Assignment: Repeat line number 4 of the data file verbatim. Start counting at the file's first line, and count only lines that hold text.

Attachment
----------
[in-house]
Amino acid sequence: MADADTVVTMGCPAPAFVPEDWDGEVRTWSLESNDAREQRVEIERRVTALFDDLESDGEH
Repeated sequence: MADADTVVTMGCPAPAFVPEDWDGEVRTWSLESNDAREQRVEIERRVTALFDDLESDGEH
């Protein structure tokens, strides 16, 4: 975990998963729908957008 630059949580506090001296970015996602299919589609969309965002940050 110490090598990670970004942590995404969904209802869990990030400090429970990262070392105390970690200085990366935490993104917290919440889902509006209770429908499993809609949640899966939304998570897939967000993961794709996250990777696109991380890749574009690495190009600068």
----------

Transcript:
């Protein structure tokens, strides 16, 4: 975990998963729908957008 630059949580506090001296970015996602299919589609969309965002940050 110490090598990670970004942590995404969904209802869990990030400090429970990262070392105390970690200085990366935490993104917290919440889902509006209770429908499993809609949640899966939304998570897939967000993961794709996250990777696109991380890749574009690495190009600068």